For one quarter of its lifetime, the Guggenheim Museum has enjoyed the use of a signature typeface created by H&Co. The project originally commissioned by Abbott Miller, a sans serif in six styles called Guggenheim, has since grown into a family of thirty styles, now known as Verlag. This expanded set of fonts, now including five weights in three different widths, is now available from H&Co. And gratifyingly, it’s still being used by the Guggenheim — now more than ever.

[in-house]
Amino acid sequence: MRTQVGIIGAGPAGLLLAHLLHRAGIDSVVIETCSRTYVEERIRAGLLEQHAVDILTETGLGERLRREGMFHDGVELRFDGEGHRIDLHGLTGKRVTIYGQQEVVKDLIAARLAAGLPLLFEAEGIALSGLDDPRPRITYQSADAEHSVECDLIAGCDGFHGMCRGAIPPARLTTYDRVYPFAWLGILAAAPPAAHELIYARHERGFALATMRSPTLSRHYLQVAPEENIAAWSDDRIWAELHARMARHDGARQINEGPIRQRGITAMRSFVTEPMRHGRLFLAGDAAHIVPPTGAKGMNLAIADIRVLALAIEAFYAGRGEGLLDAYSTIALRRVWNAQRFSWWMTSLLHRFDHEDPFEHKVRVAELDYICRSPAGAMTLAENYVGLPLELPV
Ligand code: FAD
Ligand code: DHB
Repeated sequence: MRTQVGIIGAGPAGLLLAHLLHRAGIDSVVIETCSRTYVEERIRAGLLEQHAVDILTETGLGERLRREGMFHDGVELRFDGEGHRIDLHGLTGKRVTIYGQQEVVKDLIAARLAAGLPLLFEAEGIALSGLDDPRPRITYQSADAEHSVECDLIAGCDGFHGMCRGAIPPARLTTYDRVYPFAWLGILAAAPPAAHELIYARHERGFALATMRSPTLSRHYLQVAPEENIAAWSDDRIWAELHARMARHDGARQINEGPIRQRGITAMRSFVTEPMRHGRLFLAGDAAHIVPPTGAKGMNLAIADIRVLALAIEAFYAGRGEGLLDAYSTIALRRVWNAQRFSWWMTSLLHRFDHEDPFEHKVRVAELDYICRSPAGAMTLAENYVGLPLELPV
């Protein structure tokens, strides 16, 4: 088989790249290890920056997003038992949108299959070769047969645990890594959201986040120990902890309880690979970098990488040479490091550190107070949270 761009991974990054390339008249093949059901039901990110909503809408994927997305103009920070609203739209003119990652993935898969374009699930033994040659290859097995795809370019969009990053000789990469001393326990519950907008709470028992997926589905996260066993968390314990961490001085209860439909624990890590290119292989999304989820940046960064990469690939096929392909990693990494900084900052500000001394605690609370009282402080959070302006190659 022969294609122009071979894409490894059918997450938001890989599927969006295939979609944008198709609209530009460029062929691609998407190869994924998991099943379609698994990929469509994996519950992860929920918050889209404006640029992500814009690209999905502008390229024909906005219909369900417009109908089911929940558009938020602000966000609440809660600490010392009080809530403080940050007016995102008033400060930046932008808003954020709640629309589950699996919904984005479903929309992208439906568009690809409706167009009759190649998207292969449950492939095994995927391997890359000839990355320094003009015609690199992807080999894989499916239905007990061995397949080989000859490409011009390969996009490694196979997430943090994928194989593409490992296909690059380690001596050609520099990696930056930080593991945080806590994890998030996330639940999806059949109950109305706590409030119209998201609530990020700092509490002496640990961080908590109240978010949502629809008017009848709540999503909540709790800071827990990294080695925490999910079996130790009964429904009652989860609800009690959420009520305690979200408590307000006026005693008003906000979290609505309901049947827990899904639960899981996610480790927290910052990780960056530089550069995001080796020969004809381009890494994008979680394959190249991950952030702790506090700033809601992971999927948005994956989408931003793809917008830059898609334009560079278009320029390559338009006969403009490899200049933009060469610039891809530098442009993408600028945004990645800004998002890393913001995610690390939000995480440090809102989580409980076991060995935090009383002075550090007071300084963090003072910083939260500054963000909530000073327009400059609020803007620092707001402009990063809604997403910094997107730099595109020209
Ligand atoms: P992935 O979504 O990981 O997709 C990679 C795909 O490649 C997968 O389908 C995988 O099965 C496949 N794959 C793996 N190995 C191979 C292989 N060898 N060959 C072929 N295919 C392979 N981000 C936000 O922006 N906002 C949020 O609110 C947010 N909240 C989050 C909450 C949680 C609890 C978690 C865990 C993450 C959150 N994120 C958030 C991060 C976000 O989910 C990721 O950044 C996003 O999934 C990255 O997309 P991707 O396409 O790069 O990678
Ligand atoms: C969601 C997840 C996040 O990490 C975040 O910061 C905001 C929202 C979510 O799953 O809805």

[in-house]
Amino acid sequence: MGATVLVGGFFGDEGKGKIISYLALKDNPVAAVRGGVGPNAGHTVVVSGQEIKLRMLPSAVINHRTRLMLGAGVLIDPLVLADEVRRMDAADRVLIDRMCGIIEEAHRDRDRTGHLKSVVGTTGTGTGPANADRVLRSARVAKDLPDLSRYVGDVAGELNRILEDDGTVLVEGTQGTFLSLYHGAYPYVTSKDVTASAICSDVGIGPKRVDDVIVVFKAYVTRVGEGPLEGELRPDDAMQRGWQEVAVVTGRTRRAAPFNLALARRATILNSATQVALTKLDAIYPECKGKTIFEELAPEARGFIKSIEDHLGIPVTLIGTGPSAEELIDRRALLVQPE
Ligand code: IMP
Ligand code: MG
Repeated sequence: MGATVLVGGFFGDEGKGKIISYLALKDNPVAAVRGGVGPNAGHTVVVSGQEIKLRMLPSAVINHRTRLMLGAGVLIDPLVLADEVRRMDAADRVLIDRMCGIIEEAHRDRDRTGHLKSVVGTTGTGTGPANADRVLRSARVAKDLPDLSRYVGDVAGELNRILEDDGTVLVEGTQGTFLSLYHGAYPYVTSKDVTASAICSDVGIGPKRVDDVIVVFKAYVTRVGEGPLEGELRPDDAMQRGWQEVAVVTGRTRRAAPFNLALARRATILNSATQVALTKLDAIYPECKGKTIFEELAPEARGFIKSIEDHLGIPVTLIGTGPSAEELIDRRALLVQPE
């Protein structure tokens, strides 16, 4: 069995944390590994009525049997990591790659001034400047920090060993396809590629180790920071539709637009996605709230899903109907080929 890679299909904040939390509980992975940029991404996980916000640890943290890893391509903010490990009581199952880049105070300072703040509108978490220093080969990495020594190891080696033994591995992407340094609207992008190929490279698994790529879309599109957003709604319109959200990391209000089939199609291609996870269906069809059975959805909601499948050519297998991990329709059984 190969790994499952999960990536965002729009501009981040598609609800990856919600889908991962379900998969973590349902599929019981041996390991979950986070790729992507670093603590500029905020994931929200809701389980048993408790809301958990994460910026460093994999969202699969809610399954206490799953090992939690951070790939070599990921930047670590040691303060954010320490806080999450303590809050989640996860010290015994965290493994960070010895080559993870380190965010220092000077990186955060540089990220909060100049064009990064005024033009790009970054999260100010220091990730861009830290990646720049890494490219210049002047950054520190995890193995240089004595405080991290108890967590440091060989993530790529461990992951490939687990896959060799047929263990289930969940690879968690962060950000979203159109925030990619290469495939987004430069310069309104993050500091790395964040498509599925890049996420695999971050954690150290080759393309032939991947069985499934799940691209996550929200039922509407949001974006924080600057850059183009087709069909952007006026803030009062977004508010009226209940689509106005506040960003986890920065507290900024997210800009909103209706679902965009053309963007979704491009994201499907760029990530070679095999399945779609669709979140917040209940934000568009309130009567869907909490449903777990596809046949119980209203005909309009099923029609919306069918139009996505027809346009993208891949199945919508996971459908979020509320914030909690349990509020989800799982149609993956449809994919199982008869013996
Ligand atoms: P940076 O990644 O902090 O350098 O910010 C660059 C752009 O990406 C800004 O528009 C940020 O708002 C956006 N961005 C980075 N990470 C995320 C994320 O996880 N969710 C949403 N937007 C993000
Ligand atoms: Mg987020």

If the fonts’ thirteen years of continuous use can be attributed to anything, it’s the careful formulation of the original brief. The iconic lettering on Frank Lloyd Wright’s famous rotunda furnished the seed for the project; unchecked, this might have grown into an overly stylized typeface, too eccentric to be of much use. A more short-sighted designer might have made the easy play for nostalgia, but Miller took a more thoughtful approach, envisioning all the different applications that the typeface would come to serve. The family of types we created was therefore more interpretation than facsimile, a versatile family that we all hoped would evoke the qualities of the museum without simply replicating its signature. It was the right call: the fonts once used only by the Guggenheim New York’s publication department now serve the signage programs of four museums, the institution’s Webby Award-winning website, and now the new identity for the Guggenheim Foundation, also designed by Miller, and premiering this year as part of the Guggenheim’s fiftieth anniversary. —JH